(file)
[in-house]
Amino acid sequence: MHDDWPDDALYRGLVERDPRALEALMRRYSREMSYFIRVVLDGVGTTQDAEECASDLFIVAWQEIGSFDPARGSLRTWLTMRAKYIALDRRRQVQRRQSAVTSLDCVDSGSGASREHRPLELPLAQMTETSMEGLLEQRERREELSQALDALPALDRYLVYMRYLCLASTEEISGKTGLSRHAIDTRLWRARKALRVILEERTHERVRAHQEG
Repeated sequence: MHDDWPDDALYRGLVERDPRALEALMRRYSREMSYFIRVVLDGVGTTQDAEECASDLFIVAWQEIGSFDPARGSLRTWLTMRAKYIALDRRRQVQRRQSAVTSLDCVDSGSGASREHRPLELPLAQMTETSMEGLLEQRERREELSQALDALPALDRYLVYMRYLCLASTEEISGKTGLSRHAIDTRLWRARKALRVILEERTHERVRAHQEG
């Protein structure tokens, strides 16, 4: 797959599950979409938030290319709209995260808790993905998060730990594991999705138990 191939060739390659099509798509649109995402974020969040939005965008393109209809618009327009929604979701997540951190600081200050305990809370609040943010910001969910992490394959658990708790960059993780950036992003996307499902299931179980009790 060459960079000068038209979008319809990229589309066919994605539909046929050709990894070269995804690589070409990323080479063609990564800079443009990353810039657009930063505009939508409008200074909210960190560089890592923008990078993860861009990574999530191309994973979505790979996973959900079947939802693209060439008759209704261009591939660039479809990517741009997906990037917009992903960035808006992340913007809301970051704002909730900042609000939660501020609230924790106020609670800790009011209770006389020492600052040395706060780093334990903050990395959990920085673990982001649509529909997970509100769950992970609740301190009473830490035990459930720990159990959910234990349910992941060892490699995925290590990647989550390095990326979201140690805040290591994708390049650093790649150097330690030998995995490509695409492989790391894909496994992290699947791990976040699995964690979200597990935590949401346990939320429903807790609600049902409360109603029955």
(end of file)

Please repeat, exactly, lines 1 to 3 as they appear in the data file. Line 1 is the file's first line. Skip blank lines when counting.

[in-house]
Amino acid sequence: MHDDWPDDALYRGLVERDPRALEALMRRYSREMSYFIRVVLDGVGTTQDAEECASDLFIVAWQEIGSFDPARGSLRTWLTMRAKYIALDRRRQVQRRQSAVTSLDCVDSGSGASREHRPLELPLAQMTETSMEGLLEQRERREELSQALDALPALDRYLVYMRYLCLASTEEISGKTGLSRHAIDTRLWRARKALRVILEERTHERVRAHQEG
Repeated sequence: MHDDWPDDALYRGLVERDPRALEALMRRYSREMSYFIRVVLDGVGTTQDAEECASDLFIVAWQEIGSFDPARGSLRTWLTMRAKYIALDRRRQVQRRQSAVTSLDCVDSGSGASREHRPLELPLAQMTETSMEGLLEQRERREELSQALDALPALDRYLVYMRYLCLASTEEISGKTGLSRHAIDTRLWRARKALRVILEERTHERVRAHQEG